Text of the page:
I really like this tumbler overall, but it’s not super versatile. Small leaves are a bad idea in since they will come through. It’s easy to overleaf if not careful. If you brew the tea in a separate mug then pour it in, it will be amazing. It also works as a modern approach better than a regular tea pot if you are brewing your tea in it. It can work for blacks and greens when I leave the leaves in, it’s okay for some flavored teas if you wash it IMMEDIATELY (hand washing only), but I’m still figuring out oolongs. A part of me wish I opted for a larger size than 12 oz since I finish it quickly, and I think I might be able to get better ratios for grandpa style with a bigger size. I’m curious about what you guys think or are curious about.

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Sipdown. Soo good and smooth. Borders between creaminess of green Jin Xuans, but with a little bit of floral notes bordering on jasmine, heavy on orchid. Love it, and sad to see it go. I fortunately have a dragons trove of oolongs right now.


oooo… a dragons trove of oolongs. Great image. :D

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I sipped this down a few weekends ago. I have tried a few new teas I could upload too, including from What-Cha, Whispering Pines, and Terroir Tea. This one was my go to tumbler oolong. I also tumbler-fu’d using the Spirit Tea tumbler they sell. That one will need a whole review in itself. This tea was the most reliable tea so far, balancing floral, green veggies, butter, and melon each time.


I always fall for melon notes in gaoshan. May need to check this one out the next time I order from What-Cha.

I look forward to reading your notes when you get the chance to write them.

Daylon R Thomas

It’s cheaper than a few. It’s not super complex, but it’s nothing to scoff at. Lishan is still the best one in my opinion, thought this one is super green.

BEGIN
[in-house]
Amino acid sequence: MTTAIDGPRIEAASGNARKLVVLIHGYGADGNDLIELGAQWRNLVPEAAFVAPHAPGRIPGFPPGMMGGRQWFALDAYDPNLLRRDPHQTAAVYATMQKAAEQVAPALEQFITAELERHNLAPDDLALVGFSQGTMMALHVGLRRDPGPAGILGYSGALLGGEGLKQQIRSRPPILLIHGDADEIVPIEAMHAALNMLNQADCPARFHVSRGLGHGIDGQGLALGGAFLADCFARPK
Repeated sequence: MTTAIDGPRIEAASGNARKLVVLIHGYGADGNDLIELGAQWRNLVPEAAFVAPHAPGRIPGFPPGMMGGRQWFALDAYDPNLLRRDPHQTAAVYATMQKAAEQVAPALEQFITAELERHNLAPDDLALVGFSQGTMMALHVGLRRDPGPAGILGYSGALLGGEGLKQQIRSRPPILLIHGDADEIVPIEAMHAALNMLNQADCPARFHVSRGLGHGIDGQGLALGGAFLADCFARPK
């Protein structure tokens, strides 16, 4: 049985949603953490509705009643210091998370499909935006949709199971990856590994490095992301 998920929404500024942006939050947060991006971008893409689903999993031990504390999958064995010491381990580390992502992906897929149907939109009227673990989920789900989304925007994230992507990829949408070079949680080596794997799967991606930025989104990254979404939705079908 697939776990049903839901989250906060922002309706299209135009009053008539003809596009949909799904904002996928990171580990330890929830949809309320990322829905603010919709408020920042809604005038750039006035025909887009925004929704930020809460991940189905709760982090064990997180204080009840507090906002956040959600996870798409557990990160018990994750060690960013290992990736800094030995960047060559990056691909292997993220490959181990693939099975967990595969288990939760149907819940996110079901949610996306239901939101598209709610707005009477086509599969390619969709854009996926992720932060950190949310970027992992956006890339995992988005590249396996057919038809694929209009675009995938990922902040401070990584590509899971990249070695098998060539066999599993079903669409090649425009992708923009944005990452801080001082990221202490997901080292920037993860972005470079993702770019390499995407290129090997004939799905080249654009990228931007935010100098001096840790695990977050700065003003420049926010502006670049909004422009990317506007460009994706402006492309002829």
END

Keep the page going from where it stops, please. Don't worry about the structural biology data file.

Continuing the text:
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I sipped this down very quickly, and have worked at it between yesterday and Christmas day. I also ordered some other teas to share with Leafhopper and write about on here. I’m surprised and greatly appreciative that Brendan sent it out TODAY of all days. I did not expect it, but I really appreciate it.

This one is one of the better Vanilla teas I have on hand at the moment. I love how rich and full it is between the vanilla and natural dark wood and cherry notes of the tea. Most of the vanilla teas are out of stock on the website right now, but fortunately, I’ve got a decent share of the Taiwanese blacks to hold me off for now. I really liked how smooth and rich this one was out of all of them.

Flavors: Cherry, Cherry Wood, Dark Wood, Malt, Smooth, Sweet, Vanilla


Thank you! I feel like a tea enabler in the best possible way. :)

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I got three oz of it after I swore not to get more tea. I went over budget. I don’t regret it though. Even grandpa style and bordering on over brewing and steeping, this is remains as my favorite Assam of all time.


I’m amazed you managed to find it in stock. It’s always sold out when I look.

Daylon R Thomas

I was on the email list and watched it like a hawk.


Ah, that’d do it! :) They have a Long Feng Xia as well. I clicked on it because it’s called Evergreen Oolong and I was wondering if they were selling Si Ji Chun for $11 an ounce.

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What happened to the picture for this one? Anyway, used it to test new teaware from Spirit Tea that I got for xmas. I’ll do a full review for that tumbler since it’s ceramic and not as overpiced as some others. I had some trouble with my green oolongs in it oddly enough since they’ve usually more forgiving grandpa style. My Dayuling was too green and flat in it, so since it was a Spirit Tea product that they picked from a farmer, I tried it in the tumbler. It worked better. More evolution of from floral, sweet green and grass notes, and straight into something bordering between lemon, mango, and aprioct. Nice change of pace considering I’ve ignored it for too long. It’s been too grassy or sour gong fu lately in warmer weather, so somehow, it’s doing better in the colder weather. I’m happy to see I’ll be able to finish it off.


If somebody links a photo from a sellers website and the link is changed or removed from there, it breaks the link to Steepster. I tend to save and upload photos for this reason.


I’ve been noticing a lot of broken photos lately.

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drank Milk Oolong by Paru Tea Bar
1705 tasting notes